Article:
Marriage à la Mode, a series of six etchings by English engraver and painter William Hogarth, was printed as social commentary for the 18th-century audience comparable to our modern dramas. In this series Hogarth focuses on the misery of an arranged marriage between the daughter of an upper-class merchant family and the son of a destitute noble family attempting to maintain their wealthy status. At a time when arranged marriages were the subject of numerous deliberations, this series exemplifies Hogarth’s belief in its dangers as he depicts the unflattering and tragic events of the bride and groom and their respective families.
In this first image, the two fathers, Lord Squanderfield and a poor merchant, are pictured in Squanderfield’s lavish home signing a marriage contract. The Lord’s foot is bandaged and resting on a footstool, alluding to his affliction with gout, a then common disease associated with overindulgence. He points to a family tree to demonstrate the important bloodline of his family. The groom and bride-to-be sit in opposite corners with their backs to one another emphasizing their lack of interest in this arranged match. The groom admires himself in a mirror while his wife-to-be finds solace in Councilor Silvertongue, a character who plays an important role later in the narrative.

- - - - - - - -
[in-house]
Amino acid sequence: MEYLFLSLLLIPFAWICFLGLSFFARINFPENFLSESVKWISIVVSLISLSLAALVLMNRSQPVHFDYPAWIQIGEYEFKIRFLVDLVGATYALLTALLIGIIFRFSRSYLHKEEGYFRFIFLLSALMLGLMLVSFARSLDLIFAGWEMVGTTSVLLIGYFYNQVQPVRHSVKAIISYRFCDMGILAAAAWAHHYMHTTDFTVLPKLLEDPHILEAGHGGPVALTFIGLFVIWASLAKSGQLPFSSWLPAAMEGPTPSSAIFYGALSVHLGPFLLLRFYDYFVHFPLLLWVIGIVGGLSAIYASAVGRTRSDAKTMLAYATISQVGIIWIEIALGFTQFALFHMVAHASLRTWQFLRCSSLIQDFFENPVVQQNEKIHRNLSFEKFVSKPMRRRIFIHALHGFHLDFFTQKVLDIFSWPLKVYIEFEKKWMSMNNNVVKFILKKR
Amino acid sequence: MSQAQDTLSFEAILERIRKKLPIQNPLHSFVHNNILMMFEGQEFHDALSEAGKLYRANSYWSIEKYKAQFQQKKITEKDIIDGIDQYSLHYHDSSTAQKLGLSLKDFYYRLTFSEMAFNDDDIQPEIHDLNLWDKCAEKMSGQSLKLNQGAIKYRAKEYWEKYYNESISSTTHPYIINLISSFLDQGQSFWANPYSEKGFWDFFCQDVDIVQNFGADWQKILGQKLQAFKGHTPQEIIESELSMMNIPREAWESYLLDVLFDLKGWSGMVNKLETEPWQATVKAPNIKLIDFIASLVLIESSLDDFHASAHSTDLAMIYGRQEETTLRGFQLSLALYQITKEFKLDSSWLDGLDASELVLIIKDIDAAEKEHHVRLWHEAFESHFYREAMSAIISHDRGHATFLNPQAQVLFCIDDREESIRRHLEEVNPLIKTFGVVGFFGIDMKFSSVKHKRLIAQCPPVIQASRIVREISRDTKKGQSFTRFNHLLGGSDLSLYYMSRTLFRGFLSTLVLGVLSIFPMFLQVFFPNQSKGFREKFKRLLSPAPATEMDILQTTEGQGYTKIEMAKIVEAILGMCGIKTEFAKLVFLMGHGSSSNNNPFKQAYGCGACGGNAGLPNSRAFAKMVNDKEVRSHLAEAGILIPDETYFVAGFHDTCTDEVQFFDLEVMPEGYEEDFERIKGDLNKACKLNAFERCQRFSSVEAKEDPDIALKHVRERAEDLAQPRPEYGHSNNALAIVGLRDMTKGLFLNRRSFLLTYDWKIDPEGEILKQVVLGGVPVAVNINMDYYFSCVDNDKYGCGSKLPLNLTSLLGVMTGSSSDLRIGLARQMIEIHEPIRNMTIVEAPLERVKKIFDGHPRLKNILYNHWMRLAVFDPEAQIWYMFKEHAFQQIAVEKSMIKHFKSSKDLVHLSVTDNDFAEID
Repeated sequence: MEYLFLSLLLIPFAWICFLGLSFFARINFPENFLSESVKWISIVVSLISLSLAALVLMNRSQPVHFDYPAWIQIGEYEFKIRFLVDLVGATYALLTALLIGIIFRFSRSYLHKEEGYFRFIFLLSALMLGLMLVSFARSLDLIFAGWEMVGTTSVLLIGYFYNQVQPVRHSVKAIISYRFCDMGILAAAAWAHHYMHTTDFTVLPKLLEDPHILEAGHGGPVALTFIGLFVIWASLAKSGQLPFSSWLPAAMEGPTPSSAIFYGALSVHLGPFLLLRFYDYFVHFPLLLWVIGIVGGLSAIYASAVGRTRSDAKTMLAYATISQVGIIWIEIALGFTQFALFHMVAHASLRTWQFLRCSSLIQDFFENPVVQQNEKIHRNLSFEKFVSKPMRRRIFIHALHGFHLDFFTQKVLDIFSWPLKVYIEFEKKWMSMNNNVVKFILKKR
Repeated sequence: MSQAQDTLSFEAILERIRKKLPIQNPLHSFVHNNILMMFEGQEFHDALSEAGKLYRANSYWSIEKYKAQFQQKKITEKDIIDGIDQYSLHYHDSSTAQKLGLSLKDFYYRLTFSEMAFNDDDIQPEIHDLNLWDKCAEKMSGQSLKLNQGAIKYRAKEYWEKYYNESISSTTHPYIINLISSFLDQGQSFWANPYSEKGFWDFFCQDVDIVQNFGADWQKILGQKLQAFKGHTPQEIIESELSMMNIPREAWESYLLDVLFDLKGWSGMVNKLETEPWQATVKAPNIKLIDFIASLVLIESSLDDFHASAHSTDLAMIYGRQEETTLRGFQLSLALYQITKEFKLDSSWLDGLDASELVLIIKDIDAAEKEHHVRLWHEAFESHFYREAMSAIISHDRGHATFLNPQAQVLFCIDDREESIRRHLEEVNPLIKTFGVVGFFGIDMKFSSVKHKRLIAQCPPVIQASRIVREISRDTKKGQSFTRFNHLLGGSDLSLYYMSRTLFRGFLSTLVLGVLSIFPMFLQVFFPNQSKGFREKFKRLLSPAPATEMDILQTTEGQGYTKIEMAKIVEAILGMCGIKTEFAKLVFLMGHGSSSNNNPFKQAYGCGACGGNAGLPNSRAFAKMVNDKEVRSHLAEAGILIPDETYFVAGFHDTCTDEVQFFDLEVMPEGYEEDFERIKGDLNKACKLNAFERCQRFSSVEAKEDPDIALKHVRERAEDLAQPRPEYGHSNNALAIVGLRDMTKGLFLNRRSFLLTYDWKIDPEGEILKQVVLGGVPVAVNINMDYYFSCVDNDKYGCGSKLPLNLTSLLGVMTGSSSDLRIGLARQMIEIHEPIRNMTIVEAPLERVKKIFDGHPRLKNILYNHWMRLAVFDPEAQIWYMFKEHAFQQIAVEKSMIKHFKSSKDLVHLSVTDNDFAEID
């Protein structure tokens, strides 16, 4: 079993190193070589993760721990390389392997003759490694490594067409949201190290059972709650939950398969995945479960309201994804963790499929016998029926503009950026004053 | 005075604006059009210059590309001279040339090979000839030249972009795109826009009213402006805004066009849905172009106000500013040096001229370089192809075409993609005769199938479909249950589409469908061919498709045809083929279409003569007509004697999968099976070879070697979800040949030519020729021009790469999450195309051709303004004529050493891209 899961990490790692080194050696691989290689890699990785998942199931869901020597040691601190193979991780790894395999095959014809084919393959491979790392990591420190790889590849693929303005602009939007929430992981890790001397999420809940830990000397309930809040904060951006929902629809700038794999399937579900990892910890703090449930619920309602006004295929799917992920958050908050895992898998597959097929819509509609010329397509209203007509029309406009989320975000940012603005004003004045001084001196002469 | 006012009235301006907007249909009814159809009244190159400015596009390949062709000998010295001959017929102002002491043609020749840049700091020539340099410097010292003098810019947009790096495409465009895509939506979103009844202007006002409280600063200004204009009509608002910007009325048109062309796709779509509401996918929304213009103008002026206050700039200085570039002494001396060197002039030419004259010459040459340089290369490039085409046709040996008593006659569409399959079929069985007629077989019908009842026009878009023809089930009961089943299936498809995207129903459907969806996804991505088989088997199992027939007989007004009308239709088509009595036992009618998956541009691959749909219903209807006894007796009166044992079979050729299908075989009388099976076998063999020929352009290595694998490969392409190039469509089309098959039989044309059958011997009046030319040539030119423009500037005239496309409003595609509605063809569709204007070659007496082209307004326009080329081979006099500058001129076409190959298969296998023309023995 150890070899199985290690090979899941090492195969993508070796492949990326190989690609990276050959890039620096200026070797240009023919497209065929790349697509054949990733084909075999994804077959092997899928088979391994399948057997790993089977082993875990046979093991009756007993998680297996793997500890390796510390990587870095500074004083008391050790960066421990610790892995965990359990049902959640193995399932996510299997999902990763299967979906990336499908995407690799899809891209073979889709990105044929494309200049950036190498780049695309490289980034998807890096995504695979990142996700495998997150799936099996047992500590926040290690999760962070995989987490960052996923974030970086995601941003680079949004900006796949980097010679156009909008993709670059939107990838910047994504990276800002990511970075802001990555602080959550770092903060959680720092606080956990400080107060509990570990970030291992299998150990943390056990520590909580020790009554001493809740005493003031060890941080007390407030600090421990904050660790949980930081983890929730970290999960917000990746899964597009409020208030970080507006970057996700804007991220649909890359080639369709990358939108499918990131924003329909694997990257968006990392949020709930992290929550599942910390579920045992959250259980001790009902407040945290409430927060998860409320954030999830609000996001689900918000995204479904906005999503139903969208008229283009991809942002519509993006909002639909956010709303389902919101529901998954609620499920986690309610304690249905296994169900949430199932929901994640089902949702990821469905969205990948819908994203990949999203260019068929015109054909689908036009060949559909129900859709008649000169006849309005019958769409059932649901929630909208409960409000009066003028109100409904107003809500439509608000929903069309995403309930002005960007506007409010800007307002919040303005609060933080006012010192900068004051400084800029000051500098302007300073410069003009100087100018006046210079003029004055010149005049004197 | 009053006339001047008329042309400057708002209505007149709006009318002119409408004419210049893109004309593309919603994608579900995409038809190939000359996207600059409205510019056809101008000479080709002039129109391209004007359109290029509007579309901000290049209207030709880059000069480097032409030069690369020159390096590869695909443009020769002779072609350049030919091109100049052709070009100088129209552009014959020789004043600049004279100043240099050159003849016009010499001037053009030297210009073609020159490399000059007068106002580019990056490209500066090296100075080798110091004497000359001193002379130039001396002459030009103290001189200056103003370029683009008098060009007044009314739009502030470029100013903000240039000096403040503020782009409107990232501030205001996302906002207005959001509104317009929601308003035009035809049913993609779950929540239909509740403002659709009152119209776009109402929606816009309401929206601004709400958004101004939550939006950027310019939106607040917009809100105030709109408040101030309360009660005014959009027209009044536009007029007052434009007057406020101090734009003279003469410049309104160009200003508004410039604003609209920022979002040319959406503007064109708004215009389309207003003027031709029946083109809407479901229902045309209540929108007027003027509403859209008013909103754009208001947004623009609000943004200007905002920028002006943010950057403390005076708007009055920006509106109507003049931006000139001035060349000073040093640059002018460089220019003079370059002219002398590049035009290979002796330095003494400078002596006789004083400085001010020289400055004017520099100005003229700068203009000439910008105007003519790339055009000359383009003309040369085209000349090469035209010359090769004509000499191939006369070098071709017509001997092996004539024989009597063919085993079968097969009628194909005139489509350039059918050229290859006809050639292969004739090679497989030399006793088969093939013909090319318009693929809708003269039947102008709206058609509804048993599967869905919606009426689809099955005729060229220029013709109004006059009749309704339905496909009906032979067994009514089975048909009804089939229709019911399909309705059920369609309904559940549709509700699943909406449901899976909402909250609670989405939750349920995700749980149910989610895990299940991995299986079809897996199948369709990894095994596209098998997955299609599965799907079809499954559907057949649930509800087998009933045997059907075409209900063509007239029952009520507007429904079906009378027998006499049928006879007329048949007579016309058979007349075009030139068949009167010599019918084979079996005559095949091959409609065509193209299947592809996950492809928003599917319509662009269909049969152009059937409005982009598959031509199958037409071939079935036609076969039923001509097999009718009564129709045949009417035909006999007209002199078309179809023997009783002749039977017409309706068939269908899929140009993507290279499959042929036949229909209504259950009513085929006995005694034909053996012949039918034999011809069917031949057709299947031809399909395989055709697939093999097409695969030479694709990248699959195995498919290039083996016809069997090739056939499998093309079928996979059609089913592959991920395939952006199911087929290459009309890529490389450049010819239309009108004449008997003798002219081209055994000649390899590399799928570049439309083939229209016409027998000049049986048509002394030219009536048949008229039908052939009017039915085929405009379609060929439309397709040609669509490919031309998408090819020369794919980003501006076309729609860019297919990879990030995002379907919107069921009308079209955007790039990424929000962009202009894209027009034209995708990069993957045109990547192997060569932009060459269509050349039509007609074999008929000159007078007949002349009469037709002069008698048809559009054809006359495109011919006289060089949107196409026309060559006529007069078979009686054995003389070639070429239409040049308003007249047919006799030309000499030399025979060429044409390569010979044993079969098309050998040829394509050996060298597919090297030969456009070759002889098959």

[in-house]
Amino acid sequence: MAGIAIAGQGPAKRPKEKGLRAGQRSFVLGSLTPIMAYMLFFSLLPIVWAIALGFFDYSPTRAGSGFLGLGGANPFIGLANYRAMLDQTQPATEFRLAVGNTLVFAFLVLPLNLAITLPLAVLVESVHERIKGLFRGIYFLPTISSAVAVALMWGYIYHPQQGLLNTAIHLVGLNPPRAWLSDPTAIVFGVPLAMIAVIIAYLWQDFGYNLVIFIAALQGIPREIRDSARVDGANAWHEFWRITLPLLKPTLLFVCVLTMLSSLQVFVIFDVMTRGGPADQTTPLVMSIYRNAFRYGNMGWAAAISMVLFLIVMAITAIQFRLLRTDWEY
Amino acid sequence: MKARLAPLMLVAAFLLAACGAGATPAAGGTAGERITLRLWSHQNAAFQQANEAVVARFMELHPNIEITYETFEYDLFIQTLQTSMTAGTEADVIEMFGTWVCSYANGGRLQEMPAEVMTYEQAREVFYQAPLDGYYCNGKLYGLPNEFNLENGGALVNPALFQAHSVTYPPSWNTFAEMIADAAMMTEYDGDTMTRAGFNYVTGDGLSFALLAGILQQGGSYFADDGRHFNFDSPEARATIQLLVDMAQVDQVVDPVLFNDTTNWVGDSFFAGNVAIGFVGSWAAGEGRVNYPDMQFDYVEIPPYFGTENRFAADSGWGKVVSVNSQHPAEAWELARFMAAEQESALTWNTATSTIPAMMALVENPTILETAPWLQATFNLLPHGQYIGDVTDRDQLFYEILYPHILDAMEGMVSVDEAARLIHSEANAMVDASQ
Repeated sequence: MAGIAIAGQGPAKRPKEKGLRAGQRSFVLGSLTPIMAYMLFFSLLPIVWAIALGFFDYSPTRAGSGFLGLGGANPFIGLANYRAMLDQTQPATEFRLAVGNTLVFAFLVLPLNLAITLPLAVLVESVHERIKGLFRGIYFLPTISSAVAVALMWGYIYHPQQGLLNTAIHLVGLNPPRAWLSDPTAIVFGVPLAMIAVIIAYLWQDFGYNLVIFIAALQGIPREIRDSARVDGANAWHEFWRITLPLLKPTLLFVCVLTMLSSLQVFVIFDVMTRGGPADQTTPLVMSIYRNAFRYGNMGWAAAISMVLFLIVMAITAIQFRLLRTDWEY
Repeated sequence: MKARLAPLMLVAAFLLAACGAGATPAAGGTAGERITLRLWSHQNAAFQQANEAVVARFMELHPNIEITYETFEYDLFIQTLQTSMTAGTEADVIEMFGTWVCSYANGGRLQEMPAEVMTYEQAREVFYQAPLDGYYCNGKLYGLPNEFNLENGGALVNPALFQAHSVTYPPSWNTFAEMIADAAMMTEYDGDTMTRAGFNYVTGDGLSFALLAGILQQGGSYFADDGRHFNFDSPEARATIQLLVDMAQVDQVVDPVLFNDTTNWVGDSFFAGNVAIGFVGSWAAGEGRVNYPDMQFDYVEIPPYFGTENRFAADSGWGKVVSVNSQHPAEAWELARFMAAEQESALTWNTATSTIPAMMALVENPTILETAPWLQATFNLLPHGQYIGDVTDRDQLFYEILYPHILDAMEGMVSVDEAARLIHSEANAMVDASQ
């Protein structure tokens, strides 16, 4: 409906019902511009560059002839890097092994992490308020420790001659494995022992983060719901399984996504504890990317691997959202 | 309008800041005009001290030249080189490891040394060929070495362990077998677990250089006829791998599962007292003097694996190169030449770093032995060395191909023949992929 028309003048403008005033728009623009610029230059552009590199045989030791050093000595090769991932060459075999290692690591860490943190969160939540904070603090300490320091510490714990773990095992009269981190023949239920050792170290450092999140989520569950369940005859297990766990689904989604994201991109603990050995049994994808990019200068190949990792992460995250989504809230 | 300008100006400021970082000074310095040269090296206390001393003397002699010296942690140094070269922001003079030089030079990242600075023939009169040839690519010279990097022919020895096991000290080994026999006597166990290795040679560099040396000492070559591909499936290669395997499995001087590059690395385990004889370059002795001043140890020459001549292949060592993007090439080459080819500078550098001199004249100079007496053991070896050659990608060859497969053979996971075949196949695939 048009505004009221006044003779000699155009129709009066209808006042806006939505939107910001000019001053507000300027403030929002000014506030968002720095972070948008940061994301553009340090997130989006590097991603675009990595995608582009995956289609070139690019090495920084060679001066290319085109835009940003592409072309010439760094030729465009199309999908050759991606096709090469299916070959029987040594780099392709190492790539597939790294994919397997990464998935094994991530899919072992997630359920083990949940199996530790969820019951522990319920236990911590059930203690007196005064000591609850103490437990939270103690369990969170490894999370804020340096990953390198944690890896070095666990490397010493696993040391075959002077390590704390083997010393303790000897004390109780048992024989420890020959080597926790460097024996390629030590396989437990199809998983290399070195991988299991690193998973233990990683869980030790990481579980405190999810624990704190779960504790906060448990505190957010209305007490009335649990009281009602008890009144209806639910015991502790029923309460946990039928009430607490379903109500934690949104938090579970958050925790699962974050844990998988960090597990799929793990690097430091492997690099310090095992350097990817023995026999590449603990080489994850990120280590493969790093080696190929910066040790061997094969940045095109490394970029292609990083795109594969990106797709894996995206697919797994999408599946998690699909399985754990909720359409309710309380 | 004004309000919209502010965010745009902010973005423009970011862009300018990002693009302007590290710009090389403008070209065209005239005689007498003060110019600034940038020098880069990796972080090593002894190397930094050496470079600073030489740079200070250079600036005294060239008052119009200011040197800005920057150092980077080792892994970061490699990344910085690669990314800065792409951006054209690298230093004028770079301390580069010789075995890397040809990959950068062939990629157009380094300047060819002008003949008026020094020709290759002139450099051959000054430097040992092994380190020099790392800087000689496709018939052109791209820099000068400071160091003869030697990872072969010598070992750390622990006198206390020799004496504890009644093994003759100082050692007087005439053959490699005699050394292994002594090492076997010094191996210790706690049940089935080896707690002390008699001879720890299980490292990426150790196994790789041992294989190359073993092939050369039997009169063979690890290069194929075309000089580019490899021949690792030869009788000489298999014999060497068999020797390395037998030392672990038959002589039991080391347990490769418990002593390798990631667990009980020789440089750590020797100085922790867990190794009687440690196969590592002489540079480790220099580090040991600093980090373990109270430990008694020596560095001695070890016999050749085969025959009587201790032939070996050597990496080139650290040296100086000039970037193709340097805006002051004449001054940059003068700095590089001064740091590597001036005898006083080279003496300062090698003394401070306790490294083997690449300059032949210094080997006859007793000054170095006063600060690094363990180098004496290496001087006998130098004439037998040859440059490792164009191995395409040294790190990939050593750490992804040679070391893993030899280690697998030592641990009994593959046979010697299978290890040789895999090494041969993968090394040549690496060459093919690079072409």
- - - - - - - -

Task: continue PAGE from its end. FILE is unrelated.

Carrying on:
— Printed by Gérard Scotin.